Why firms are worried about the legal industry’s future

by Samantha Woodhill09 Sep 2015
In the lead up to the ALPMA summit, Dr George Beaton, executive chairman at Beaton Research + Consulting, has shared insight into the future of the legal profession -  a sneak peak of what’s to come at the summit later this week.
“BigLaw managing partners are not sleeping very well. Some are deeply worried. Others are truly excited.  Here’s a summary of why this dichotomy exists,” wrote Beaton.
Client power is rampantly on the ascendancy. 
“Use of NewLaw providers of many stripes, and intensifying price-down pressure on outside law firms are all contributing to BigLaw receiving shrinking slices of the pie.  Bad news for firms with a traditional view of their position in the client’s value chain,” wrote Beaton.
Many firms are taking on parts of the NewLaw offerings to improve the client experience and to keep their stake in the competitive market, he said.
The Big Four are back in law.  
“And this time round they are getting it right, as they did in management consulting 15 to 20 years ago,” Beaton wrote.
With big client bases and known brands, the big four accounting firms are offering much more than just accounting services, and according to Beaton, these firms are a big threat to ‘business law’ firms.
“For those that position in those (few) parts of the market where the Big Four won’t readily attract the talent or will be conflicted, there is good news.”
Firms’ brands are inexorably becoming relatively more important.
In Beaton’s view, building a strong brand is about culture and discipline.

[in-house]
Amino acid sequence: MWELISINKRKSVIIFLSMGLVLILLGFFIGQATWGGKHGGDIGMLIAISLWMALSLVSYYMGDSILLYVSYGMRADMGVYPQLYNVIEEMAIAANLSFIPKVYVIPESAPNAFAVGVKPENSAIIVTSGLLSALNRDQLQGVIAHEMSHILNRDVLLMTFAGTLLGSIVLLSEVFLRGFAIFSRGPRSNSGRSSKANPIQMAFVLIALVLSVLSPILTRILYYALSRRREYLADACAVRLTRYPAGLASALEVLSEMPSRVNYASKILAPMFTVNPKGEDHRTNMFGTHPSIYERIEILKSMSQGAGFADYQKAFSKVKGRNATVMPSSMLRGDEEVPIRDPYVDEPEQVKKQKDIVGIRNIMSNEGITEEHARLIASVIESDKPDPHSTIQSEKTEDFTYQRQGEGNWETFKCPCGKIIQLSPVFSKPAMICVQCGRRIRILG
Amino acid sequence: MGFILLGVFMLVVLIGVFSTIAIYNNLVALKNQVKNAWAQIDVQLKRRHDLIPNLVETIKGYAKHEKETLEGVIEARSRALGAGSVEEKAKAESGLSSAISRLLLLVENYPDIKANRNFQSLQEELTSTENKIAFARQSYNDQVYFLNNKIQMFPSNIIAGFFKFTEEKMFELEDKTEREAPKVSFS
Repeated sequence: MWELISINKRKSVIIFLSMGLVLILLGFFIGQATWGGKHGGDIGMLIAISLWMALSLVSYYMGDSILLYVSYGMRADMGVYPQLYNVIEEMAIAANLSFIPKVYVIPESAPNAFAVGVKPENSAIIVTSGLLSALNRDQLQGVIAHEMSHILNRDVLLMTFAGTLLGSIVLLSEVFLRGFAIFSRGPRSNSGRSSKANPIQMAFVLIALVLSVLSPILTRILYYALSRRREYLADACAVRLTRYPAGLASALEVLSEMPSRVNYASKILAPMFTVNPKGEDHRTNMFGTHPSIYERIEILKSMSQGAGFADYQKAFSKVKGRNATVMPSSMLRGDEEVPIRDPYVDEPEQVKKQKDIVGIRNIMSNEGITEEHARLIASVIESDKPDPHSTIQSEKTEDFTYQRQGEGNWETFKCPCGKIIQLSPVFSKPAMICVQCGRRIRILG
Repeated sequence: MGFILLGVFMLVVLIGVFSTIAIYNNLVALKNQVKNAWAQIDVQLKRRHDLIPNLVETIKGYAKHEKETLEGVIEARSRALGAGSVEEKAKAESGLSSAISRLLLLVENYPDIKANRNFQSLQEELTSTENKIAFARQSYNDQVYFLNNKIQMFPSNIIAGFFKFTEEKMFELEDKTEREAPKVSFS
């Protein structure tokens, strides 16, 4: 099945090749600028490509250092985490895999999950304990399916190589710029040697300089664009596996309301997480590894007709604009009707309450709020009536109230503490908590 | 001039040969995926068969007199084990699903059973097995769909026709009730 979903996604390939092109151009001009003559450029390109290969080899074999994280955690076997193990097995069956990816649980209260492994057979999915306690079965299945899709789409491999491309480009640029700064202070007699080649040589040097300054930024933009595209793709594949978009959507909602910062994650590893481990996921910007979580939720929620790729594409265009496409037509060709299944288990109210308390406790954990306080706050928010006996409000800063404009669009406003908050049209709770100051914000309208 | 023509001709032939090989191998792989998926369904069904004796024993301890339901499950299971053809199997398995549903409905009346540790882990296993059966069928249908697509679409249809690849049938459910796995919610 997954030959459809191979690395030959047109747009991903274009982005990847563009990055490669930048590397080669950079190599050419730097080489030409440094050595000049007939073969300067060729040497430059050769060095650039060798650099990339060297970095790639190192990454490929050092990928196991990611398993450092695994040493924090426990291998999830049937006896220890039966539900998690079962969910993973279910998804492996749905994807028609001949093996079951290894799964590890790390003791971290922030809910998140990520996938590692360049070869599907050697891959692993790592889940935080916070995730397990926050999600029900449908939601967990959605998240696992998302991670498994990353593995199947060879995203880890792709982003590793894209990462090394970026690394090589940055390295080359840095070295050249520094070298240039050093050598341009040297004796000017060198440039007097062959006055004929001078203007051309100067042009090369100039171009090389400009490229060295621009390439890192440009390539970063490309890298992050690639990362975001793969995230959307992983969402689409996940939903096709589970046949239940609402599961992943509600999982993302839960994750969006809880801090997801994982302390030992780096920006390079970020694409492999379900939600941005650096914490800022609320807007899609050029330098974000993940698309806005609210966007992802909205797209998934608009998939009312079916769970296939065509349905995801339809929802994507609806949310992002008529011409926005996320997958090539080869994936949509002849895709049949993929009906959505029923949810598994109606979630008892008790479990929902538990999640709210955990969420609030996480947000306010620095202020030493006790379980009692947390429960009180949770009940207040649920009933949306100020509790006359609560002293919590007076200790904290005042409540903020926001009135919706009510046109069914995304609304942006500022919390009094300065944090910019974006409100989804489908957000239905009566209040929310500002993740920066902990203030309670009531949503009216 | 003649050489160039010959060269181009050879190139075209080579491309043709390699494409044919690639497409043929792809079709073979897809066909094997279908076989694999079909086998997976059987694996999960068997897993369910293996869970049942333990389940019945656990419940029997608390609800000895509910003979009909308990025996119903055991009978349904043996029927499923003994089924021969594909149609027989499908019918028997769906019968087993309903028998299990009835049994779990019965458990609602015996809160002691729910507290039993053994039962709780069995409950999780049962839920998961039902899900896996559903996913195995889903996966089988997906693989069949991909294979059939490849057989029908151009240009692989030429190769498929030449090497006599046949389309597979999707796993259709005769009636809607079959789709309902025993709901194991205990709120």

“This trend is being driven by the interactions of clients’ buying patterns, technology, globalisation and talent,” he wrote.
“Custom and practice legacies and inertia are the enemies of brand-building.”

For talent the universal allure of life-time partnership in a BigLaw firm is no more.
As more and more options emerge for senior lawyers with the emergence of boutique and NewLaw firms, recruiting, training and retention for big firms must adapt.
“Building a portfolio of business models, each with a distinct human capital framework and suite of technologies, is not for the faint-hearted or firms without visionary leadership and first class execution capabilities.  Those so endowed will win,” wrote Beaton.
The partnership structure of BigLaw firms was once a major strength.
But increasingly cultural inertia and lack of real equity on the balance sheet are making partnership an impediment to real change for most, and perhaps even survival for some, Beaton said.
“Sensations of the Dewey & LeBoeuf kind do not help the cause of those partnerships seeking to use delegations to give effect to more nimble decision-making and investments in strategy and business model initiatives.
“It’s perfectly possible to lead a partnership on an effective journey; it’s just hard and many fall by the wayside frustrated and exhausted.”